I think that PM’s comment hits the nail rather directly. He and I are probably of about the same age and opinion.

    I was fully engaged in the music of the church and the liturgy as a part if the diocesan music commission when the Novus Ordo was introduced. I was asked to leave the commission when I pointed out several items that changed the “theology” of the mass and tried to stem the flow of rancid elevator music and “folk” masses. I was that voice in the wilderness.

    My opinion is that the Novus Ordo should never have happened. It was a clear move toward the approaches of other denominations and served as “common ground” that could be celebrated by Romans, Lutherans, and Anglicans in the Pollyanna days of the peace and love culture. That is not to say that it is all bad and you have clearly pointed out some of the virtues for congregations being exposed to the Tridentine for the first time. They are seeing it through another set of eyes.

    What might have happened, perhaps should have happened, was a further evolution of the Latin rite to include some of the broader practices of the NO. The EF was not (and should not be) a static museum piece. It was the product of evolution, compromise, and Counter-Reformation thinking. The last thing that I would attribute to the EF is stasis, even though we seem to be bound in that direction.

    There is much that is wrong with the NO but there is also much that is right. We will probably work past the admonition to obey the pre-concilliar rubrics to the letter and my fondest hope is that we will see a developing rite that glorifies the mystery and awe without removing the clear participation of the congregation in the celebration.

    I was fortunate to have grown up in a parish where the congregation did participate in the celebration of the EF. The Latin Responses from the pew were loud and strong and most sang the Ordinary right along with the choir. This, and excellent organ and choral motets, are what drew me to church music as a vocational choice. Unfortunately, most parishes were not like mine. That said, one of the joys of my career was being able to introduce congregations to everything from plainchant to Anglican anthems and Spirituals. I started out to be a performer in service to the Lord and ended up an Evangelist in the truest sense.

  4. John Nolan says:

    Although “Puff the magic dragon” predates the Novus Ordo (just), it could not have been used to accompany the 1962 Missal. Along with guitars and folk Masses it is a product of the second half of the 1960s. I was born in 1951 and from the age of three or four was taken to the 11 o’clock Missa Cantata. I remember the congregation joining in the Ordinary (it was usually Mass VIII and invariably Credo III). There was no choir, but a small group of men simplexed the Propers.

    At our first Communion we were given a missal and taught how to follow the Mass. When I started serving at the age of eight I knew the responses by heart, although I didn’t start learning Latin at school until I was 11. A weekday Low Mass lasted 20-25 minutes; I have heard stories about 12-minute Masses but don’t believe them, although you could just about do it with the Novus Ordo. Priests would say the epistle and gospel quite briskly, since on Sundays they were repeated in English, and weekday mass-goers were usually in possession of a daily missal. Go to an EF Mass now and you will hear them read more deliberately. This is no bad thing, but it is not the influence of the OF; it is simply that priests are less familiar with the Vulgate.

    • Schütz says:

      The story about the “Puff” version of “Soul of my Saviour” comes from Fr William Fitzgerald, a New South Welsh Norbertine Priest currently working at Christendom College in the US. I looked up Wikipedia which says that the song was recorded in 1963. The 1962 Missal was only a year or so old then, and wasn’t officially and finally replaced until the 1970 promulgation of the Mass of Paul VI. So, I think the story rides…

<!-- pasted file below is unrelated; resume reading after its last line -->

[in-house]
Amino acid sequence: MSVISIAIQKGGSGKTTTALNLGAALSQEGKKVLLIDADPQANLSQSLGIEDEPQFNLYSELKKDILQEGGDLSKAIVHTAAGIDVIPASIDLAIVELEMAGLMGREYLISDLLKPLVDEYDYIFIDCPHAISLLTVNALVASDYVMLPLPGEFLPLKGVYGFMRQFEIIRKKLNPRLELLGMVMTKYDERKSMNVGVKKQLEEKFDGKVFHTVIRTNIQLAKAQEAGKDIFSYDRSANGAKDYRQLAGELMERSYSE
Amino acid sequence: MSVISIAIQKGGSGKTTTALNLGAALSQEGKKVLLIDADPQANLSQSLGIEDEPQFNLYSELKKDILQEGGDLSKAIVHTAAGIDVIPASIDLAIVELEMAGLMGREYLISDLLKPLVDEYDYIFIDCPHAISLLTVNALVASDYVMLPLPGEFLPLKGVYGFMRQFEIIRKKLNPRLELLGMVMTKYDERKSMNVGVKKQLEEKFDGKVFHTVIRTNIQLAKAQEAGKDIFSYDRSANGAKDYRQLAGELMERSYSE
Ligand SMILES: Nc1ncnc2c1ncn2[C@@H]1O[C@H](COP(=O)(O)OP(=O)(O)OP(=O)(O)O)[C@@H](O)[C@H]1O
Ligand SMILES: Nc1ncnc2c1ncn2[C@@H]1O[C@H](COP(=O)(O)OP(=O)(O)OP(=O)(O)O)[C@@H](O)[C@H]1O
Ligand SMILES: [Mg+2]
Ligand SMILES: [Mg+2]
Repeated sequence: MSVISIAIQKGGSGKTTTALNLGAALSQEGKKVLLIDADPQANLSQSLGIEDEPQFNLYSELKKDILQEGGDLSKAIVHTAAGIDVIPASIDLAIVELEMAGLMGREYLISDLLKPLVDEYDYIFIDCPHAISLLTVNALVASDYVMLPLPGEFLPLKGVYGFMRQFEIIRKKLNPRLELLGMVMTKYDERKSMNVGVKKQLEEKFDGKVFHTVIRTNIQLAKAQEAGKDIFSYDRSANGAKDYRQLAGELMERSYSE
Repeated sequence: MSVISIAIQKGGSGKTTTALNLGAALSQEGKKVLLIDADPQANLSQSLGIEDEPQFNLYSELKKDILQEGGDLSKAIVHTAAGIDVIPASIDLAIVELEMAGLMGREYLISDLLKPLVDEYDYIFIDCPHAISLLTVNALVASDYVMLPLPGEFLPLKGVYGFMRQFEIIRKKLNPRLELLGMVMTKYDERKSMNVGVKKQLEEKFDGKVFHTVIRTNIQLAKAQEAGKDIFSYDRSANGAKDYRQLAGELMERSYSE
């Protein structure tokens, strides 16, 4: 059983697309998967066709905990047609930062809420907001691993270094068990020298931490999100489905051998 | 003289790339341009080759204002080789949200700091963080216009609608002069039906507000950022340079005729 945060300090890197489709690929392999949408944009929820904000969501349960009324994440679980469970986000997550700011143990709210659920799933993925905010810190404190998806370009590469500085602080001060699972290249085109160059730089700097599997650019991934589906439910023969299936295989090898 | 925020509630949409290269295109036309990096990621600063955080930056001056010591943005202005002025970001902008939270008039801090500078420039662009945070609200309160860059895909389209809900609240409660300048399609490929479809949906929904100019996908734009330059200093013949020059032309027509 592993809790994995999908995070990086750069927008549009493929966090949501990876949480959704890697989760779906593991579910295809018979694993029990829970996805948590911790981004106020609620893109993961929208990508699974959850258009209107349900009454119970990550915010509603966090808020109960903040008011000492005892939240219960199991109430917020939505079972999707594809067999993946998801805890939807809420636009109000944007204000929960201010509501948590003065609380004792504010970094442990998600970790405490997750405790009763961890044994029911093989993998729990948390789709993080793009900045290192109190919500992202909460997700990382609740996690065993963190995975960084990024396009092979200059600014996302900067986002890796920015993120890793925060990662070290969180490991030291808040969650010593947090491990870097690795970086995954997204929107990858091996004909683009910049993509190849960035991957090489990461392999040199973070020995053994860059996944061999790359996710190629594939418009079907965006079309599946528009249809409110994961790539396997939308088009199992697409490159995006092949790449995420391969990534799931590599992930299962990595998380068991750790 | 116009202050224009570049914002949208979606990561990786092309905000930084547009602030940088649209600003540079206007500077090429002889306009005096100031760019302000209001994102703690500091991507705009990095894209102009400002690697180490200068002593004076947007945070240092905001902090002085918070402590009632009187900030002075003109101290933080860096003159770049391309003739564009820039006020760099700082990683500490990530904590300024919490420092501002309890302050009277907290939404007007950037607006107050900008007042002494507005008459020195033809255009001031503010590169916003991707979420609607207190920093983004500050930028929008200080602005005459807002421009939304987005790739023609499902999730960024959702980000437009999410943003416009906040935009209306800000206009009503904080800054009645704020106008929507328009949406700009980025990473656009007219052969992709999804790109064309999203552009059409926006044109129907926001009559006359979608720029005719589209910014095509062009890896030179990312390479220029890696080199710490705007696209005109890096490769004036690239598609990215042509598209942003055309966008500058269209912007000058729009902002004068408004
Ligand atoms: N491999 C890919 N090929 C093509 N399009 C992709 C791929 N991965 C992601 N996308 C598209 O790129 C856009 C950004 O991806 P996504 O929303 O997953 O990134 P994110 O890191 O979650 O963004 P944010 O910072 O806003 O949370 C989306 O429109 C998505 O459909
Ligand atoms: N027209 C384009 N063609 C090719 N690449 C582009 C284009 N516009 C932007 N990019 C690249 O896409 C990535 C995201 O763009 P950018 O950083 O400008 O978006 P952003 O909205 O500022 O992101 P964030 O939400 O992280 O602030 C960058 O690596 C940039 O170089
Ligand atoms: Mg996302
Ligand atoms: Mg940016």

It seems you were lucky to have experienced the Missa Cantata on Sundays, John. I have heard of other parishes that were doing good things with the Mass at that stage too, but it also seems that the prevailing custom in many parishes (including the many rural parishes) was for Low Mass on Sunday just like during the week, but with a couple of hymns thrown in for the congregation. That’s where “Soul of my Saviour” comes into it. I have heard that the “four hymn sandwich” came into common practice well before the Novus Ordo.

      As I said, I have all this by hearsay. I would love to read a sort of “people’s history” of the Mass before the Council – actual accounts and descriptions of how the mass was celebrated at parish level and what level of understanding and participation there was among the people. Does anyone know of any good historical studies that have been done on this? It seems there is a lot of hearsay, but very little in terms of actual record. Unfortunately this was way before the invention of the video camera, and only special occasions were ever filmed or recorded for posterity, so we don’t get an accurate picture of the state of affairs just from the visual documentary evidence that survives from the period.

      • Stephen K says:

        Well, I was born in the 1950s and could give you a personal experience account of the Latin Mass (now called the EF) and the changes through the 1960s. It would be a personal account though. I remember distinctly my suburban parish version. Yes, it was Low mass on Sunday, no Missa Cantatas. As altar boys we wore eton collars, red collar ribbons, cottas, red soutanes, and red slippers and gloves. Hymns (4 hymn sandwich) like Soul of my Saviour, yes. Learning the Latin responses – also occasionally dialogue Mass was performed.

        Priests wore Roman, not Gothic, chasubles. Our Good Sam nuns wore full wimple and guimpes and rosary beads.

        I also remember the changes right through, in all its phases. In 1966 and 1967 I went to 6.00 am every morning before school. Part was in English but I still used my St Andrew missal and the clipped “Per Ipsum et cum ipso et in ipso est tibi Deo Patri omnipotenti in unitate Spiritus Sancti, omnis honor et gloria, per omnia saecula saeculorum Amen” by Father O’Grady, is as clear in my mind to this day.